Dr. Dan Pittillo, a member of the Friends of Panthertown Board of Supervisors, taught plant science at Western Carolina University for over three decades, directing the Western Carolina University Herbarium from 1970 to his retirement in 2005. For many years, Dr. Pittillo served as the fall color prognosticator for the Asheville Citizen-Times and many other local and regional publications. His knowledge of local plants and trees is the result of both academic training and many years of observation in the Western Carolina mountains. The following primer talks about the basic science behind what happens to trees when they change colors. Stay tuned to The Tuckasegee Reader for a Q & A with Dan on what it’s like predicting color from year to year.
Each autumn our deciduous-leaved trees change from green to the various colors of the rainbow –– red, yellow, orange, purple, and even pink. Because I’m a plant scientist, people often ask me why.
Part of the change involves the loss of the green pigment, chlorophyll, that plants need to operate photosynthesis.
During the growing season, chlorophyll in a plant’s leaves helps it to capture sunlight and convert it into the energy we all need –– simple sugars. During warm weather, plants can reproduce the chlorophyll as rapidly as it is broken down in the photosynthetic process.
As the weather cools in the fall, the air clears and the sun remains bright. Chlorophyll production declines, because the molecules can’t be replaced nearly as fast as they are broken down by the sun. The breakdown of the chlorophyll reveals hidden pigments in the plant’s cells that may have been here all the time.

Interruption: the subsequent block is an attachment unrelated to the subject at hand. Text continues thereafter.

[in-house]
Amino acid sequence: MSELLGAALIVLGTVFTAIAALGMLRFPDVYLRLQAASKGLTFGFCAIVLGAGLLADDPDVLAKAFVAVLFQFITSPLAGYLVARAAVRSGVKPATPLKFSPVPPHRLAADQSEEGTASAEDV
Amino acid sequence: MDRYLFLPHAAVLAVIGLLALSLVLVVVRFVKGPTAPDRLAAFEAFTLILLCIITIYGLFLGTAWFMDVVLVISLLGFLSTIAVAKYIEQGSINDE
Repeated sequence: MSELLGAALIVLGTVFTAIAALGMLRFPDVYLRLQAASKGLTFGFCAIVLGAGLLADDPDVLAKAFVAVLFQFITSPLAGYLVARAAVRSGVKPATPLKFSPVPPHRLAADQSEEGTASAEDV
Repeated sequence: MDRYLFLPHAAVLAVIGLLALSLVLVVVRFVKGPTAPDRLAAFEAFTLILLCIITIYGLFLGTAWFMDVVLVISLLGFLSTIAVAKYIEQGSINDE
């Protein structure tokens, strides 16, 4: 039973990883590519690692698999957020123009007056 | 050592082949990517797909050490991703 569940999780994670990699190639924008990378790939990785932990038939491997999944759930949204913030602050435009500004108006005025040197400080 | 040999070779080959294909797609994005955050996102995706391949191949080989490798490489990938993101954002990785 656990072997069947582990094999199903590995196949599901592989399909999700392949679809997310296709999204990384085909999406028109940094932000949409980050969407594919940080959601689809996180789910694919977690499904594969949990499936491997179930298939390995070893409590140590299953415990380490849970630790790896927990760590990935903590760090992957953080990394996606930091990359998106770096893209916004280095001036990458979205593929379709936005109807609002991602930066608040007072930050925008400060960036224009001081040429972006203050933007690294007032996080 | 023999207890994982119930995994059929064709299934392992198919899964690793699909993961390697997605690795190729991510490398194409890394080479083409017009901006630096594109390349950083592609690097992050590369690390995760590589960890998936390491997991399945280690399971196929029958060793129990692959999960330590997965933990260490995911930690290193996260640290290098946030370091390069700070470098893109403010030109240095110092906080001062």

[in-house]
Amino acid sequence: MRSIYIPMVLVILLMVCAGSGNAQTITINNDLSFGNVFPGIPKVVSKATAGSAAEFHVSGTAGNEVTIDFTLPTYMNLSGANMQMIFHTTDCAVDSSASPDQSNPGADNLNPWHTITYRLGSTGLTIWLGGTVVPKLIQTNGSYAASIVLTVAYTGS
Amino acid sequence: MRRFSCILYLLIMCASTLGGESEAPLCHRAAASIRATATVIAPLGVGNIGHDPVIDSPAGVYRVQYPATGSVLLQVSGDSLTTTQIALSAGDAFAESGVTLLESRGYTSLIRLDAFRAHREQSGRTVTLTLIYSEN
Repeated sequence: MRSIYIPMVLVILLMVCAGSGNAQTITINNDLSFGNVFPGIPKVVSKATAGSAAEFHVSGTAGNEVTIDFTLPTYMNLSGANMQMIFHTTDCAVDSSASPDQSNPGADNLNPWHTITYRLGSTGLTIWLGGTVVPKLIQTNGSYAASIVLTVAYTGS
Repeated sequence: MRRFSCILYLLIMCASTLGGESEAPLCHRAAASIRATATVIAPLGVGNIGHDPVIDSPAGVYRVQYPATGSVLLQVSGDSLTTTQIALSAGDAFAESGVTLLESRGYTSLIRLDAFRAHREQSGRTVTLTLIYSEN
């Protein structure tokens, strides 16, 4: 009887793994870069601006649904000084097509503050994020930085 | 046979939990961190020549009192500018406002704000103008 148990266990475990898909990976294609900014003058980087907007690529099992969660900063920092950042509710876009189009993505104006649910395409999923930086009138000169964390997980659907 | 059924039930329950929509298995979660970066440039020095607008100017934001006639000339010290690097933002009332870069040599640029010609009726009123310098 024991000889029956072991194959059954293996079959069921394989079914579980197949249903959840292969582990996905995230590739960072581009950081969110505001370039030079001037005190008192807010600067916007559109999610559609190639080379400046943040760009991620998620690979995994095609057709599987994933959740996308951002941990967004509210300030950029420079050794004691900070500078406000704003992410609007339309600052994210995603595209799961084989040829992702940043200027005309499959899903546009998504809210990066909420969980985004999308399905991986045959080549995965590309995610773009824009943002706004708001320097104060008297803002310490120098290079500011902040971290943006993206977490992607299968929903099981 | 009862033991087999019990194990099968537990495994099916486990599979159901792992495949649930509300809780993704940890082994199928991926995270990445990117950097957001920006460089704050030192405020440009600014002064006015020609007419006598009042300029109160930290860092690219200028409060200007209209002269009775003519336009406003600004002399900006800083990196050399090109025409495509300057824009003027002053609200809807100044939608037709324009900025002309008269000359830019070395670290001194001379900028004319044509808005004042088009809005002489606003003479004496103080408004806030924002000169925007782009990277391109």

For example, in white ash, there is a build-up of the red pigment, anthocyanin in some trees in the fall, and as the green fades, a deep purple results. A little later in the season, when all the chlorophyll has disappeared in scarlet oaks, the reds become prominent. The bright display of anthocyanin in the fall is what gives the scarlet oak its name.
Another pigment present in the leaves but masked by the chlorophyll is a group of yellow, orange, and red pigments known as the carotenoids. The two main types are carotene, the source of the orange color in carrots, and xanthophylls, the pigments giving the sunflower its bright yellow rays. Tannins are brown pigments often seen in oaks. Again, as the chlorophyll in the plants cells declines, these secondary pigments emerge and the leaves turn colors.
The fall color change process is complicated and not entirely understood. It’s believed that the secondary pigments may be playing a role protecting the plant’s leaf cells as they “unpack” their nutrients for winter storage. Each year, varying weather conditions play a role in when and how the process is conducted.
While cool nights and bright sunny days are necessary for fall colors to develop, temperature and rainfall also influence this process. So too does the health condition of the tree. Infections can cause the leaves to turn brown or even drop. Heavy rains and strong winds can shred the leaves or blow them from the tree. A rapid drop in temperature, especially below 28°F, can cause a leaf’s cells to burst and die, giving us dull green colors.
In addition, weather earlier on in the season can also impact the display of fall colors. I hypothesize that a rainy spring encourages tree growth and can focus a tree’s energy into filling out cells, resulting in less pigment build-up in the leaves later in the season.
Over the years of forecasting fall color, I’ve come to look for a set of conditions to watch for –– namely a drier year with crisp temperatures in the fall, bright sunny days, and no strong winds or heavy rains.
We also recommend you read The Color Man: Q&A with Dr. Dan Pittillo published by Giles Morris on October 4, 2010 in The Tuckasegee Reader.
And, 2010 Fall Color Outlook with Pittillo and Mathews published October 7, 2010.